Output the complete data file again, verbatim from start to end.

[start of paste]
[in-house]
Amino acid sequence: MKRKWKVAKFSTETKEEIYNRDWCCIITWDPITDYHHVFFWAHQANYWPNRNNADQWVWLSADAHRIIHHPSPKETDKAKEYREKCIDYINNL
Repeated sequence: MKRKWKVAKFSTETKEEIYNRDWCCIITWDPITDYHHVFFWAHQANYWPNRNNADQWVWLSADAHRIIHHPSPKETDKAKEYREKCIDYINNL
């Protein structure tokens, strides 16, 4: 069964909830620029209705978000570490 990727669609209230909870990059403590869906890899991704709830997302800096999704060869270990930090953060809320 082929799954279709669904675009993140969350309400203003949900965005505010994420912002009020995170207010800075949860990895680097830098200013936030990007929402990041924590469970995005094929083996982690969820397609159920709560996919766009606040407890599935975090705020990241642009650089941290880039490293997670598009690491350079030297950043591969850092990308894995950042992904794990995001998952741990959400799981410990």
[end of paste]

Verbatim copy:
[in-house]
Amino acid sequence: MKRKWKVAKFSTETKEEIYNRDWCCIITWDPITDYHHVFFWAHQANYWPNRNNADQWVWLSADAHRIIHHPSPKETDKAKEYREKCIDYINNL
Repeated sequence: MKRKWKVAKFSTETKEEIYNRDWCCIITWDPITDYHHVFFWAHQANYWPNRNNADQWVWLSADAHRIIHHPSPKETDKAKEYREKCIDYINNL
């Protein structure tokens, strides 16, 4: 069964909830620029209705978000570490 990727669609209230909870990059403590869906890899991704709830997302800096999704060869270990930090953060809320 082929799954279709669904675009993140969350309400203003949900965005505010994420912002009020995170207010800075949860990895680097830098200013936030990007929402990041924590469970995005094929083996982690969820397609159920709560996919766009606040407890599935975090705020990241642009650089941290880039490293997670598009690491350079030297950043591969850092990308894995950042992904794990995001998952741990959400799981410990």